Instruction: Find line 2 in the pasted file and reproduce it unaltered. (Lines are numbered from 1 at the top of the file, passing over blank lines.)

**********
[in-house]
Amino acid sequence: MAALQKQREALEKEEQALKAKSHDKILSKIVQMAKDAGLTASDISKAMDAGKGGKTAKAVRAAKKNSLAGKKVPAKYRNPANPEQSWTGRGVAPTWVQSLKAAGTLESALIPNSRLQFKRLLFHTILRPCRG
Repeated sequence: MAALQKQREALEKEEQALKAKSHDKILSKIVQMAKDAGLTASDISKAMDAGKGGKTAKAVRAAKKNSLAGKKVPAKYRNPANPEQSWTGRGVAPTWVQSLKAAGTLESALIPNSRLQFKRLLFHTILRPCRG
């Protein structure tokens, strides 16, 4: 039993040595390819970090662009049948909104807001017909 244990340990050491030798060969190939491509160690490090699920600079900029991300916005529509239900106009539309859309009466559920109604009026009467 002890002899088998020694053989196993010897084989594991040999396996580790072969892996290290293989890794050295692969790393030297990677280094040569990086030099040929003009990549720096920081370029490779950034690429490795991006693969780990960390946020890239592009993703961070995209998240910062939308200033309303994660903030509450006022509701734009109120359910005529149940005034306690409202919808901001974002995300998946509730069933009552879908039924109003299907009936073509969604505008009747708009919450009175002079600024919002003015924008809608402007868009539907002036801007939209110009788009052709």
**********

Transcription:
Amino acid sequence: MAALQKQREALEKEEQALKAKSHDKILSKIVQMAKDAGLTASDISKAMDAGKGGKTAKAVRAAKKNSLAGKKVPAKYRNPANPEQSWTGRGVAPTWVQSLKAAGTLESALIPNSRLQFKRLLFHTILRPCRG